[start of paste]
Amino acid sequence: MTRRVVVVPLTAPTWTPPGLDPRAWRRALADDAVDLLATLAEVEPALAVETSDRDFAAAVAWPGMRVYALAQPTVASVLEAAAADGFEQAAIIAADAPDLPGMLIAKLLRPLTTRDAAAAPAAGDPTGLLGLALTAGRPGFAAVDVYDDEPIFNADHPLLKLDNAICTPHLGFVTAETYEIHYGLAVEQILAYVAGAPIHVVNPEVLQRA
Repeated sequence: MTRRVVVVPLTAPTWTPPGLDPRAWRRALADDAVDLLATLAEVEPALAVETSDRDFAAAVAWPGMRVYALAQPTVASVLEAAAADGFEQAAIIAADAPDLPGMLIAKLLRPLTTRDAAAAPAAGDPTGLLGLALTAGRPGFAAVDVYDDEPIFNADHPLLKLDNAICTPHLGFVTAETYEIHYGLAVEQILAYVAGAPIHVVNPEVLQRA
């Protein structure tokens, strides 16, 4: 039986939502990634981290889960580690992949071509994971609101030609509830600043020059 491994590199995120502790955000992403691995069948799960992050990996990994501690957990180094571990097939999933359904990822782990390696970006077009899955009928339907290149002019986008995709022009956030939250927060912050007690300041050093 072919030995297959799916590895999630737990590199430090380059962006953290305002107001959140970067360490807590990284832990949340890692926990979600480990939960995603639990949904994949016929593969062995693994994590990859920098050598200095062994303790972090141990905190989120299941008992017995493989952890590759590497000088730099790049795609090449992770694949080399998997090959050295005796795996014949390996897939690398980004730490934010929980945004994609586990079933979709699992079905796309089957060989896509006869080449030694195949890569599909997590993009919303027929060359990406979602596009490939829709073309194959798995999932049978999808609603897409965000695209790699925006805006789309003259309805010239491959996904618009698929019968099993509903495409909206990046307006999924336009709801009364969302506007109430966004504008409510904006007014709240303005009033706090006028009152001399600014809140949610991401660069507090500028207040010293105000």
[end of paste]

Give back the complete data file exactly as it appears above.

Amino acid sequence: MTRRVVVVPLTAPTWTPPGLDPRAWRRALADDAVDLLATLAEVEPALAVETSDRDFAAAVAWPGMRVYALAQPTVASVLEAAAADGFEQAAIIAADAPDLPGMLIAKLLRPLTTRDAAAAPAAGDPTGLLGLALTAGRPGFAAVDVYDDEPIFNADHPLLKLDNAICTPHLGFVTAETYEIHYGLAVEQILAYVAGAPIHVVNPEVLQRA
Repeated sequence: MTRRVVVVPLTAPTWTPPGLDPRAWRRALADDAVDLLATLAEVEPALAVETSDRDFAAAVAWPGMRVYALAQPTVASVLEAAAADGFEQAAIIAADAPDLPGMLIAKLLRPLTTRDAAAAPAAGDPTGLLGLALTAGRPGFAAVDVYDDEPIFNADHPLLKLDNAICTPHLGFVTAETYEIHYGLAVEQILAYVAGAPIHVVNPEVLQRA
């Protein structure tokens, strides 16, 4: 039986939502990634981290889960580690992949071509994971609101030609509830600043020059 491994590199995120502790955000992403691995069948799960992050990996990994501690957990180094571990097939999933359904990822782990390696970006077009899955009928339907290149002019986008995709022009956030939250927060912050007690300041050093 072919030995297959799916590895999630737990590199430090380059962006953290305002107001959140970067360490807590990284832990949340890692926990979600480990939960995603639990949904994949016929593969062995693994994590990859920098050598200095062994303790972090141990905190989120299941008992017995493989952890590759590497000088730099790049795609090449992770694949080399998997090959050295005796795996014949390996897939690398980004730490934010929980945004994609586990079933979709699992079905796309089957060989896509006869080449030694195949890569599909997590993009919303027929060359990406979602596009490939829709073309194959798995999932049978999808609603897409965000695209790699925006805006789309003259309805010239491959996904618009698929019968099993509903495409909206990046307006999924336009709801009364969302506007109430966004504008409510904006007014709240303005009033706090006028009152001399600014809140949610991401660069507090500028207040010293105000």